California, Kansas, Washington or Arizona?

California was the first of these states to be admitted. All the others achieved statehood after 1850.


AZUZ: Officials in California are telling residents to fix any leaks in their homes, make sure the tap isn`t running when they brush their teeth

and they consider letting their lawns go brown. And California`s ongoing drought is the reason why.

The current one has lasted for more than two years now, though California`s government says droughts are a recurring feature of the climate. Things

were looking up in December. More than 17 feet of snow fell in part of the Sierra Nevada Mountains, breaking records that had stood for decades. But

then things started drying up again in January.

And now, the mountain ranges snowpack is at 38 percent of where it normally is at this time. That`s not the lowest it`s ever been. "The Mercury News"

reports that the Sierra Nevada snowpack has been lower on several occasions since 1950, but here`s why the measurement is so important to the state.


STEPHANIE ELAM, CNN CORRESPONDENT: I am standing south of Lake Tahoe in California and it is an absolutely beautiful day here. That`s actually bad,

and the reason that that`s bad is because this is where California snowpack is.

And what the snowpack is, is basically a frozen reservoir. It`s a place where water is stored throughout the cold months so when it storms and they

get snow up here at Lake Tahoe, all of that snow that`s throughout the Sierra Nevada mountains that is called the snowpack and it accumulates and

then slowly it melts off and it finds its way down rivers and makes its way into our reservoirs and that is pretty much a large way of how we get our

drinking water.

In fact, according to California, this is where 30 percent of our water, including our drinking water, comes from in the state. So we really do care

and really do need to know how much water is up here. So what they do routinely is several different times throughout the cold months is that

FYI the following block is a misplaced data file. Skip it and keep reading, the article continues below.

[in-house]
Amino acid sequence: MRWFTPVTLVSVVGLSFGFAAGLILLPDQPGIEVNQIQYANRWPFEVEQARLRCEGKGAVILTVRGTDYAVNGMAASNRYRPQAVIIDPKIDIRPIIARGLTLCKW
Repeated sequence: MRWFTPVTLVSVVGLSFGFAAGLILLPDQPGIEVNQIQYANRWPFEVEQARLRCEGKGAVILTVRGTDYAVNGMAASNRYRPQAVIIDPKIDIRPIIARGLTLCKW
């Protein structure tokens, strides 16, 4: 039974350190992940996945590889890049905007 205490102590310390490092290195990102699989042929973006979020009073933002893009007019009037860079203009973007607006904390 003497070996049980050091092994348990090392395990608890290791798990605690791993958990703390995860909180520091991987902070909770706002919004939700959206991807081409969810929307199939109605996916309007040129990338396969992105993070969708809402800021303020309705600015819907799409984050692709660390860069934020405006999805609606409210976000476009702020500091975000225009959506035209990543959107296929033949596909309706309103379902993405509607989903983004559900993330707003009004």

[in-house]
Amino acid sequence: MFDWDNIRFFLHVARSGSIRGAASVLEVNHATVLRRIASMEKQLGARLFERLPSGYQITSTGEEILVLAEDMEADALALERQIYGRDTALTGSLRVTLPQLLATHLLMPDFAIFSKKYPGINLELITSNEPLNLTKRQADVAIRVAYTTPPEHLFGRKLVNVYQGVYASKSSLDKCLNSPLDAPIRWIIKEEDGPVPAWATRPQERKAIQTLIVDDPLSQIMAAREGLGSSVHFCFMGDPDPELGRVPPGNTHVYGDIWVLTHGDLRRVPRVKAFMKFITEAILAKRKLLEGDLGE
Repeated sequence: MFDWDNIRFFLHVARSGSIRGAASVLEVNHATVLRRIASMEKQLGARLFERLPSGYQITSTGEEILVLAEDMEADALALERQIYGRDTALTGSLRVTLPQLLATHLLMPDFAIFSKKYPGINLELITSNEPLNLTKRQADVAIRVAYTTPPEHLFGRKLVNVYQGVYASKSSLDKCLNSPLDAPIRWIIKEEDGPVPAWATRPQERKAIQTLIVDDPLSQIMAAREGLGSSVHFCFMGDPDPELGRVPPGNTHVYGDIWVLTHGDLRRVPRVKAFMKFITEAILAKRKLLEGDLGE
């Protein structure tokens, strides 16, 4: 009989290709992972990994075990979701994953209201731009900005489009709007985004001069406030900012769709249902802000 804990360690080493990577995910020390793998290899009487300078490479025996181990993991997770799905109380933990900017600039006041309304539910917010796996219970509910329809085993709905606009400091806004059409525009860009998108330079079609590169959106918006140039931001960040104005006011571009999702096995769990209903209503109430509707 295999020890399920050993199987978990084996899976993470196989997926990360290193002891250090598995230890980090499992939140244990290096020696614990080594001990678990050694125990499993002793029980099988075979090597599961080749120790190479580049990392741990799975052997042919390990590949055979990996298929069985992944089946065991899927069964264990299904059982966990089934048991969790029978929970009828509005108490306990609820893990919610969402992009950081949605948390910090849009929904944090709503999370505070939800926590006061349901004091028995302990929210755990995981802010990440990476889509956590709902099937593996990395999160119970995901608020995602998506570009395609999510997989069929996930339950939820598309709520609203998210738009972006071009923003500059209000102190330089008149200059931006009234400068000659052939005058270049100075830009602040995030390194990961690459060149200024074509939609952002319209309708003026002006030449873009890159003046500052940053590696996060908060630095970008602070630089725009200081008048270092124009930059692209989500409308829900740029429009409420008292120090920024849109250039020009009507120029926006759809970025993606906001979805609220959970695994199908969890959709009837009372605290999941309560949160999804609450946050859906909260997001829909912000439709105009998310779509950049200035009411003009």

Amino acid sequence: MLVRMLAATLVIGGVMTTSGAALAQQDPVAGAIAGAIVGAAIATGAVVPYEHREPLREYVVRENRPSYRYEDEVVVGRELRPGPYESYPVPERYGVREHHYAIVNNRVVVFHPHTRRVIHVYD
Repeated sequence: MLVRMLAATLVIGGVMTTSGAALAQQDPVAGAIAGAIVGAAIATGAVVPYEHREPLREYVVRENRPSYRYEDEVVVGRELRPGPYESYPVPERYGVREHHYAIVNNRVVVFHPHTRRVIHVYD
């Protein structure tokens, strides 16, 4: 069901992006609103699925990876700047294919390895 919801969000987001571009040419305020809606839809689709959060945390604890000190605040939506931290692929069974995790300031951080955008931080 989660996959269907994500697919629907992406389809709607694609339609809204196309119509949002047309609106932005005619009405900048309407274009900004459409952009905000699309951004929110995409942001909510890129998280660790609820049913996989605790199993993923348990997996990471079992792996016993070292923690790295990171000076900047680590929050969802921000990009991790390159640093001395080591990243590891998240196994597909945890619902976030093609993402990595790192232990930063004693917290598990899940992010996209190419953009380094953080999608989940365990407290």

they will have a few people come out and measure how much snow is on the ground.

And sometimes, it`s a lot. This could be like taller than, you know, me. It could be more snow than that. And then other times, there`s not a lot.

In fact, I want you to take a look at this video because it`s really cool. This is a scientist from the Department of Water Resources for California,

and he`s got this cool pool that`s got a hollow center to it and he can stick that into the ground to see how much snow is there. And they do this

in different parts of the state or different parts of the Sierra Nevada Mountains and they do it on the same days every year just to make sure that

they have a routine measurement.

And so with this most recent measurement, you can see there`s not a lot there. In fact, they said there was only two and a half inches of snow.

That`s it, just two and a half inches of snow. And that means about one inch of water once it melts off.

And so, once it melts off, you would like for it to take its time to come down the mountain because if you take a look behind me and you look at that

shot, you can see there`s already a lot of water that`s making its way down out of the mountains. That`s going to make its way into our reservoirs.

It`s also going to make sure those habitats for some of the fish out there. It`s very important that this happens.

But that`s very little, and this is concerning because California is already in a drought for now going into its third year. So this is going to

show to us and it does indicate to us that we are not going to have the normal amount of water that we would normally rely on for those dry hot

months that are ahead of us. So this is why they take these measurements and this is why we look at them.

This is not good. I mean, they`ve been measuring at the same location since 1941, and the average is like 66 inches. It`s somewhere around there. So if

you look at just that two and a half inches, that shows you just how little is there and that is exactly why we come up here to see this.



AZUZ: Okay. The way to look at this and not be completely grossed out is to think of it like chocolate?

This is slime and not just any old toxic sludge. Researchers at the Chinese University of Hong Kong say it can be controlled like a robot using


Okay, that`s nice, Carl. But why?

Well, if they make it safe to ingest, it`s not at this point, this slime could be used to remove deadly substances from the body. It could also be

used in electronics.

Or maybe it`s just the stuff of movies. Think the green slime, the slime people or Ghostbusters, he slimed me. There`s I know what you did last

slimer, Franken-slime, Valenslime`s day, the slime side. Of course, everybody`s favorite, slimedog millionaire. It`s sure to find slime for a

leading role.

I`m Carl Azuz.

Marietta High school in Marietta, Georgia, gets today`s shout out. You guys are like Fridays and we hope to see all y`all again tomorrow.